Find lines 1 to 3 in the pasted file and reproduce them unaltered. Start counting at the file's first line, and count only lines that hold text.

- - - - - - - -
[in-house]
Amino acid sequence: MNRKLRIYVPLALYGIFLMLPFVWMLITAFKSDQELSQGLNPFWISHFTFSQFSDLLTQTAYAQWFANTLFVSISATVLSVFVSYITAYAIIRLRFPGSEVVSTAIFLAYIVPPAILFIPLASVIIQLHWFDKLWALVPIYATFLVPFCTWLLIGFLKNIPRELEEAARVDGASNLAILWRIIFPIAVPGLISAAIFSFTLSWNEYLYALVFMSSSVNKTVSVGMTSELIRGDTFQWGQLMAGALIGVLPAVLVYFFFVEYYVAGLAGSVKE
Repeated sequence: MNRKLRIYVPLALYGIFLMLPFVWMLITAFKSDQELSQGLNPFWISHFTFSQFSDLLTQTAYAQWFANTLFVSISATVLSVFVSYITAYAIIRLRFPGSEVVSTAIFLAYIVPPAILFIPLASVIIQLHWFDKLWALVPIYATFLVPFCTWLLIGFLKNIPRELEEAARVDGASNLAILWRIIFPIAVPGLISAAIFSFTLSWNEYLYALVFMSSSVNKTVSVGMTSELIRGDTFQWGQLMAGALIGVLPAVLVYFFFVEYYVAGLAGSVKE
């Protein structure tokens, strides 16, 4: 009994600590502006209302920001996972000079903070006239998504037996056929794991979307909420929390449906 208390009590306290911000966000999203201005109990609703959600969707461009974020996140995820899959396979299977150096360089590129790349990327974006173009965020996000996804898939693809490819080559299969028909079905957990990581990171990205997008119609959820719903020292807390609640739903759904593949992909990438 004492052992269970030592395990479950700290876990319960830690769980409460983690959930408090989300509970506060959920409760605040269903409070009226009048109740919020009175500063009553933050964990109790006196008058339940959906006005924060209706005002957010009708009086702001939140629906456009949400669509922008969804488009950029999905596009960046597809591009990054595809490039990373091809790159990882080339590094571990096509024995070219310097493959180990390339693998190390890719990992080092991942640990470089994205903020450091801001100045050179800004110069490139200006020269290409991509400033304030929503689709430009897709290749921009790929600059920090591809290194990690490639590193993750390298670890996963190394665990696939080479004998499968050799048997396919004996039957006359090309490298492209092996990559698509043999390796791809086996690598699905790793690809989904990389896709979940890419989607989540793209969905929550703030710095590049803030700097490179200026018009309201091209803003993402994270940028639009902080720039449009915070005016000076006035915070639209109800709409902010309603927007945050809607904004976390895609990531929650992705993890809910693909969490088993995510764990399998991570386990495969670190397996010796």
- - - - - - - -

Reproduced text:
[in-house]
Amino acid sequence: MNRKLRIYVPLALYGIFLMLPFVWMLITAFKSDQELSQGLNPFWISHFTFSQFSDLLTQTAYAQWFANTLFVSISATVLSVFVSYITAYAIIRLRFPGSEVVSTAIFLAYIVPPAILFIPLASVIIQLHWFDKLWALVPIYATFLVPFCTWLLIGFLKNIPRELEEAARVDGASNLAILWRIIFPIAVPGLISAAIFSFTLSWNEYLYALVFMSSSVNKTVSVGMTSELIRGDTFQWGQLMAGALIGVLPAVLVYFFFVEYYVAGLAGSVKE
Repeated sequence: MNRKLRIYVPLALYGIFLMLPFVWMLITAFKSDQELSQGLNPFWISHFTFSQFSDLLTQTAYAQWFANTLFVSISATVLSVFVSYITAYAIIRLRFPGSEVVSTAIFLAYIVPPAILFIPLASVIIQLHWFDKLWALVPIYATFLVPFCTWLLIGFLKNIPRELEEAARVDGASNLAILWRIIFPIAVPGLISAAIFSFTLSWNEYLYALVFMSSSVNKTVSVGMTSELIRGDTFQWGQLMAGALIGVLPAVLVYFFFVEYYVAGLAGSVKE